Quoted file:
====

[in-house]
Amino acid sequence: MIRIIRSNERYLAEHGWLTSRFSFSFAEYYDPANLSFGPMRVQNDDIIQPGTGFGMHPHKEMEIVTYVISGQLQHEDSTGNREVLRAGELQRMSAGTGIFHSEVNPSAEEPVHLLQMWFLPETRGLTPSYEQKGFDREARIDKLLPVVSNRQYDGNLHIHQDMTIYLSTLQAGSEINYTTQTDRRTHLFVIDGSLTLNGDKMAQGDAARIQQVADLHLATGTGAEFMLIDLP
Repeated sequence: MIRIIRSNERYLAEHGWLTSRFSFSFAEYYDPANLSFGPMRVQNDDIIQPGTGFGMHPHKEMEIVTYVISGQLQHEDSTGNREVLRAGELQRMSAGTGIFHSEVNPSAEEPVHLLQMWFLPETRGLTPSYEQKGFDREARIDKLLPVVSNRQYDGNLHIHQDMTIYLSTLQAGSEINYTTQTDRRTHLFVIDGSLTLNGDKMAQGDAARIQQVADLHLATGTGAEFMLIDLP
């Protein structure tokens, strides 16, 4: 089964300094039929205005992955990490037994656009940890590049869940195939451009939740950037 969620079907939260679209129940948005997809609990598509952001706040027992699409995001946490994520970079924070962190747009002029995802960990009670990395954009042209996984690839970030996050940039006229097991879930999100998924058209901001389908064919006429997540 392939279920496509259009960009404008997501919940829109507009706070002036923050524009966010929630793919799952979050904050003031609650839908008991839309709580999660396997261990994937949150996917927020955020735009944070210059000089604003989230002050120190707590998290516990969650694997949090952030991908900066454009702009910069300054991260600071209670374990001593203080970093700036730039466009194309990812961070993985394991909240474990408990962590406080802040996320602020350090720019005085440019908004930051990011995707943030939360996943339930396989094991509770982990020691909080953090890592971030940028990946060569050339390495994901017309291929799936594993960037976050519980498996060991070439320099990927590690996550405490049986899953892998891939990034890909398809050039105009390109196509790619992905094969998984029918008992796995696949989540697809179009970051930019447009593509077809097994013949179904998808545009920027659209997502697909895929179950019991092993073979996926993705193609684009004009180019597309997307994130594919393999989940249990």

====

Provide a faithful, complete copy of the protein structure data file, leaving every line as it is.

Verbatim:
[in-house]
Amino acid sequence: MIRIIRSNERYLAEHGWLTSRFSFSFAEYYDPANLSFGPMRVQNDDIIQPGTGFGMHPHKEMEIVTYVISGQLQHEDSTGNREVLRAGELQRMSAGTGIFHSEVNPSAEEPVHLLQMWFLPETRGLTPSYEQKGFDREARIDKLLPVVSNRQYDGNLHIHQDMTIYLSTLQAGSEINYTTQTDRRTHLFVIDGSLTLNGDKMAQGDAARIQQVADLHLATGTGAEFMLIDLP
Repeated sequence: MIRIIRSNERYLAEHGWLTSRFSFSFAEYYDPANLSFGPMRVQNDDIIQPGTGFGMHPHKEMEIVTYVISGQLQHEDSTGNREVLRAGELQRMSAGTGIFHSEVNPSAEEPVHLLQMWFLPETRGLTPSYEQKGFDREARIDKLLPVVSNRQYDGNLHIHQDMTIYLSTLQAGSEINYTTQTDRRTHLFVIDGSLTLNGDKMAQGDAARIQQVADLHLATGTGAEFMLIDLP
């Protein structure tokens, strides 16, 4: 089964300094039929205005992955990490037994656009940890590049869940195939451009939740950037 969620079907939260679209129940948005997809609990598509952001706040027992699409995001946490994520970079924070962190747009002029995802960990009670990395954009042209996984690839970030996050940039006229097991879930999100998924058209901001389908064919006429997540 392939279920496509259009960009404008997501919940829109507009706070002036923050524009966010929630793919799952979050904050003031609650839908008991839309709580999660396997261990994937949150996917927020955020735009944070210059000089604003989230002050120190707590998290516990969650694997949090952030991908900066454009702009910069300054991260600071209670374990001593203080970093700036730039466009194309990812961070993985394991909240474990408990962590406080802040996320602020350090720019005085440019908004930051990011995707943030939360996943339930396989094991509770982990020691909080953090890592971030940028990946060569050339390495994901017309291929799936594993960037976050519980498996060991070439320099990927590690996550405490049986899953892998891939990034890909398809050039105009390109196509790619992905094969998984029918008992796995696949989540697809179009970051930019447009593509077809097994013949179904998808545009920027659209997502697909895929179950019991092993073979996926993705193609684009004009180019597309997307994130594919393999989940249990």